Boys, Crafts

Mother-Son book club

My friend Joulie is a supermom.

That needs to be said right off the bat. There is no way to live up to the things that Joulie does with her kids. And for the kids at the school. And for the neighbourhood kids.

Luckily, I don’t have to be as good as Joulie – I can just wait until she organizes something, and jump right in. (And now thanks to this post you can, too.)

Her latest venture is a mother-son book club. It’s a fantastic way to get kids reading. It’s also a boy-celebration of books and of reading.

I wasn’t sure what to expect from a mother-son book club. The book clubs I’ve been to have been calm, thoughtful, philosophical affairs (with wine). This was not that kind of book club.

About a dozen boys and their moms (and one dad) gathered in a room in our local library. Each boy was given a T-shirt with a Star Wars character on it with the caption, “Reading is strong in this one.” Their first task was to colour the shirt with fabric markers.
I love this shot of Joulie as she tries to say something over the
din of boys drawing, and eating, and laughing – in short,
celebrating books in a way that only boys can!
At the same time, a boy was asked to come to the front and talk about his favourite book. My son gave a heartfelt speech about Rick Riordan’s “The Red Pyramid.”

After that came the trivia questions about Diary of A Wimpy Kid. “What was the main character’s father’s name?” Hands go up. “Frank!” Correct.
Fun, fun, fun.
Then, each boy and each mom made a shrinkey-dink name tag, which Joulie (of course supermom has a shrinkey-dink machine, it’s one of the many things we love about her) will shrink down for next month’s club meeting.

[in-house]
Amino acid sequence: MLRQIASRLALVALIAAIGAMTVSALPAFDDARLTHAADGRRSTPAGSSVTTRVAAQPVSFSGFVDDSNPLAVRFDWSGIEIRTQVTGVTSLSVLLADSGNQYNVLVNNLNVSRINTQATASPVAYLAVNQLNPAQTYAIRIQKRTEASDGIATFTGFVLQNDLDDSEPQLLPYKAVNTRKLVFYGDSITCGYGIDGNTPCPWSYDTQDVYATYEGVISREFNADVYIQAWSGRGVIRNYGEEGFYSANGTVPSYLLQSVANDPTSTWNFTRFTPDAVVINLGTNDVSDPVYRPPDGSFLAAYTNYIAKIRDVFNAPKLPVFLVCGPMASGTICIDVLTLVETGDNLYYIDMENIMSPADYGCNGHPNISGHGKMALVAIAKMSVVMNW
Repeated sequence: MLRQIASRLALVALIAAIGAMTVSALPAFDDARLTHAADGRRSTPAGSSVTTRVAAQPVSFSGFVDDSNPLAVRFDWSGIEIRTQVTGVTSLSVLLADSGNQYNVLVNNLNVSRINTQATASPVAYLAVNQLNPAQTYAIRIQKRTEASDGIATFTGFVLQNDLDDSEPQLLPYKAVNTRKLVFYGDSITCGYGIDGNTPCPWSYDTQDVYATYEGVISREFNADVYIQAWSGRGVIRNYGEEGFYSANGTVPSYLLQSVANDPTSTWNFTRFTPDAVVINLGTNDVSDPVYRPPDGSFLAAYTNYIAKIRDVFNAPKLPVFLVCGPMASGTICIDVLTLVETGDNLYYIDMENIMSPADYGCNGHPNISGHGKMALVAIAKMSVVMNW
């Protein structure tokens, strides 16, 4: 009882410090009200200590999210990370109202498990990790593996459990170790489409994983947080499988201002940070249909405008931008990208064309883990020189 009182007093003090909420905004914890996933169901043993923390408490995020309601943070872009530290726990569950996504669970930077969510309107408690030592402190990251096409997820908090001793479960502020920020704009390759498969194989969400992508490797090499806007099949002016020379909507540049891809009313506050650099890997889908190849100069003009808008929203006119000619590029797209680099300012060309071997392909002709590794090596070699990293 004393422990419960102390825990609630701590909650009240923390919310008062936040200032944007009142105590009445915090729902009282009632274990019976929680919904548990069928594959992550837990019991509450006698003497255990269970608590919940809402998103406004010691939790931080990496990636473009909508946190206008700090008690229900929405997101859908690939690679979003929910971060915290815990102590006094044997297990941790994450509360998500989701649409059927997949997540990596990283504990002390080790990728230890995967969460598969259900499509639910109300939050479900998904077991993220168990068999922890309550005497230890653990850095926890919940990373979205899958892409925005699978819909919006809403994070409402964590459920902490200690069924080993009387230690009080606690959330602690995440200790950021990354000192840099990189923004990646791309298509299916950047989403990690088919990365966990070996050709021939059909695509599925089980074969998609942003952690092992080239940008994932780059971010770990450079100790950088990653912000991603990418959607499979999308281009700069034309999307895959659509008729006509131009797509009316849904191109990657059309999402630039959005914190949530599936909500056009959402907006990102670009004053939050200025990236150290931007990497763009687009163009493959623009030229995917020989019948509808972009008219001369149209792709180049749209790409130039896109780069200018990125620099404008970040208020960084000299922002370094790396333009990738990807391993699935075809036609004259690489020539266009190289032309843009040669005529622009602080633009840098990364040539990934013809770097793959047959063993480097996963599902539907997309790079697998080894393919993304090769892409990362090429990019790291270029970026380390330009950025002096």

While we drew our name tags, another boy presented his book and more trivia questions were read out. We kept going that way until each boy had presented. The list of books presented was varied and interesting: How to Train Your Dragon; Hamish X and the Cheese Pirates; The Hardy Boys; and Percy Jackson and the Lightening Thief, among others.

While the presentations were being made, some kids were listening attentively. Some were eating cupcakes. Some were drawing. Some were wandering around, listening but moving. That’s boys! A boy book club is not going to be about perfect silence, waiting turns, putting hands up. No, a boy book club is about doing, and calling out, and giggling, and moving around, and challenging each other. And that’s perfectly fine.

Our boy book club had everything that boys like – including poop jokes, and stories that end with “and then he died,” and swords and questions and laughter and physicality.

It was by far the noisiest book club meeting I’ve ever been to. And probably the most fun.

After the presentations and name tags and cupcakes and t-shirts, Joulie handed each child and each parent an 8×10 envelope. She instructed us to write the beginning of a story on one side of the envelope. Why an envelope? Why not? Next month we’ll use wood to write on, she said, or cloth or whatever else is an interesting medium for writing.

After everyone had started their story, Joulie shuffled them and everyone took someone else’s home. Our “homework assignment” is to continue the person’s story on the other side of the envelope.

Then each child submitted the title of a book they would like us all to read for next month. We chose one by random draw: The Spiderwick Chronicles, Book I. Next month we’ll all have read the book and Max’s mom will be the one to come up with the trivia questions and to bring the snacks. Joulie’s going to supply another craft, because she’s amazing at it.

The first meeting of our mother-son (and one father-son) book club was a noisy, lively, celebratory, exciting… success! We all gave Joulie a passionate round of applause and a big hug.

This book club is going to be the start of something big for our kids.

One Comment

  1. Melissa Taylor

    So glad to hear of another mother-son book club! There aren't very many. Yay for her!

Leave a Comment

Your email address will not be published. Required fields are marked *